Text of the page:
There has been extensive outsourcing of hospital cleaning services in the NHS in England, in part because of the potential to reduce costs. Yet some argue that this leads to lower hygiene standards and more infections, such as MRSA and, perhaps because of this, the Scottish, Welsh, and Northern Irish health services have rejected outsourcing. This study evaluates whether contracting out cleaning services in English acute hospital Trusts (legal authorities that run one or more hospitals) is associated with risks of hospital-borne MRSA infection and lower economic costs. By linking data on MRSA incidence per 100,000 hospital bed-days with surveys of cleanliness among patient and staff in 126 English acute hospital Trusts during 2010-2014, we find that outsourcing cleaning services was associated with greater incidence of MRSA, fewer cleaning staff per hospital bed, worse patient perceptions of cleanliness and staff perceptions of availability of handwashing facilities. However, outsourcing was also associated with lower economic costs (without accounting for additional costs associated with treatment of hospital acquired infections).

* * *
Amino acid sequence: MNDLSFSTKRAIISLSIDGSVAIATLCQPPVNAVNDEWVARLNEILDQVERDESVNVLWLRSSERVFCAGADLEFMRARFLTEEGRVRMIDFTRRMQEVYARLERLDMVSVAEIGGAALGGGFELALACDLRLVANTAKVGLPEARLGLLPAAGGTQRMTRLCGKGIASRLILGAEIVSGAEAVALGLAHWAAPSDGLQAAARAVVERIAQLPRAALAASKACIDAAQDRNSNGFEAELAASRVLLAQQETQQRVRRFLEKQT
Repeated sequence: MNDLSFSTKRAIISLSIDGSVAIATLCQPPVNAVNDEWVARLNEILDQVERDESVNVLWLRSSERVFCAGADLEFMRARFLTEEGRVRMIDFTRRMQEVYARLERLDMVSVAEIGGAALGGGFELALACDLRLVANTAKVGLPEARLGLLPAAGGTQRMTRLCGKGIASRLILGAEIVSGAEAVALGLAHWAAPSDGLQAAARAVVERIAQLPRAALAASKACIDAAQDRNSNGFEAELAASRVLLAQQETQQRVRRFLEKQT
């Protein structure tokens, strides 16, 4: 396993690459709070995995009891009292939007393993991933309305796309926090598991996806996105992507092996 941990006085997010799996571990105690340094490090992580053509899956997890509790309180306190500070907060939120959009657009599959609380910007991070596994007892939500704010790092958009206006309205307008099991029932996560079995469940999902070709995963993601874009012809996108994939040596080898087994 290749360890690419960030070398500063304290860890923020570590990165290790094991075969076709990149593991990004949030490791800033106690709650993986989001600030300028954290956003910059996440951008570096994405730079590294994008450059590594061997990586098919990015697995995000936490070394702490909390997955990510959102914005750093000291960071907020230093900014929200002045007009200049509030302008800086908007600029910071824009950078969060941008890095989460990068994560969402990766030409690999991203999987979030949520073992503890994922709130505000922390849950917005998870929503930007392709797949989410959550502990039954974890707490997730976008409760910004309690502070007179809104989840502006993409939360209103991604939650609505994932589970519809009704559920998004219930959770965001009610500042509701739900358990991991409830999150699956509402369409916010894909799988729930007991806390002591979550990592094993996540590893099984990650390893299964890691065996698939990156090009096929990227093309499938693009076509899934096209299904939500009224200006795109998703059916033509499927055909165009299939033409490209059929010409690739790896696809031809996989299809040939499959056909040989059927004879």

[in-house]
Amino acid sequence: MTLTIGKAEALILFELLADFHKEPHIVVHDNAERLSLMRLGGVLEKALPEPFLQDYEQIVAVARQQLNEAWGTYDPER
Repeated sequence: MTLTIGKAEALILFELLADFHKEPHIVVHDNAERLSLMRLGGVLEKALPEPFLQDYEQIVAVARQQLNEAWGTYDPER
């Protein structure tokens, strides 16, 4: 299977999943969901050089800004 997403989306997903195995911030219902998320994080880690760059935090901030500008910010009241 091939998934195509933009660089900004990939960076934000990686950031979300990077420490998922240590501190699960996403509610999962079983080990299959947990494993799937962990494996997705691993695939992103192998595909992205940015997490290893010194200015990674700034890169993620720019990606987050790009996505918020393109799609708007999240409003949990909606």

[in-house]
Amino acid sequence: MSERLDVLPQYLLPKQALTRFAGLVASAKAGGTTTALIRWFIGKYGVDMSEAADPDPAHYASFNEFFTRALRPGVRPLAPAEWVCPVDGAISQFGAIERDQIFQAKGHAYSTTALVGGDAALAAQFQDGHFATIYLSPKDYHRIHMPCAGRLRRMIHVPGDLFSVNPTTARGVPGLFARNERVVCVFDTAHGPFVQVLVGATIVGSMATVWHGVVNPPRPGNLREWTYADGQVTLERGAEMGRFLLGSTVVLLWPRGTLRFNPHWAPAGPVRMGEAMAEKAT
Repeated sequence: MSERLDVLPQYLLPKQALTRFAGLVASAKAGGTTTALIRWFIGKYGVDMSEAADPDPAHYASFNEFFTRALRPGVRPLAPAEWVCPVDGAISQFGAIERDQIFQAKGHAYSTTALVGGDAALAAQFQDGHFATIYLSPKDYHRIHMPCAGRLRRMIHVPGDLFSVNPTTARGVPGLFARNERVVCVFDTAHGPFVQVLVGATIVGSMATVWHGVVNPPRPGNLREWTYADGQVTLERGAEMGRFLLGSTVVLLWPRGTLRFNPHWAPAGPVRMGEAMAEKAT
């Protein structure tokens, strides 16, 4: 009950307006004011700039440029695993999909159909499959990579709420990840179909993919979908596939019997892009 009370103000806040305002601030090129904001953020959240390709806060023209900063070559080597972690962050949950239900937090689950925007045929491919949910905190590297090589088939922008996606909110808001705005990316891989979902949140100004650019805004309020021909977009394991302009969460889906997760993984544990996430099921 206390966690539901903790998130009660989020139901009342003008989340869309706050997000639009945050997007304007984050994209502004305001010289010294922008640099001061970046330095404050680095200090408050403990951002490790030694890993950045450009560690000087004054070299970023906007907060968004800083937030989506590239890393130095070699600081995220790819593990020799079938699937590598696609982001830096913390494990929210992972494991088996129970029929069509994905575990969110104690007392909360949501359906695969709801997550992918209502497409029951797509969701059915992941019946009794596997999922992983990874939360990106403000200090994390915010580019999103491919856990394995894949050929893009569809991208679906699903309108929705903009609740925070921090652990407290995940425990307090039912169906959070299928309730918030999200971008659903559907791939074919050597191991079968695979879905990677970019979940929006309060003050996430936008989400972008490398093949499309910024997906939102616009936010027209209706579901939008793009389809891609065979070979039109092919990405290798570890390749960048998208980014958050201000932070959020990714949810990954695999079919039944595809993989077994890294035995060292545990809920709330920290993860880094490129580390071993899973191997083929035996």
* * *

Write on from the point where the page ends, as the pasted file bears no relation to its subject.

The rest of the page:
Despite weak theoretical grounding and ample research indicating women feel high levels of decision rightness and relief post-abortion, claims that abortion is inherently stressful and causes emergent negative emotions and regret undergirds state-level laws regulating abortion in the United States. Nonetheless, scholarship does identify factors that put a woman at risk for short-term negative postabortion emotions-including decision difficulty and perceiving abortion stigma in one’s community-pointing to a possible mechanism behind later emergent or persistent post-abortion negative emotions.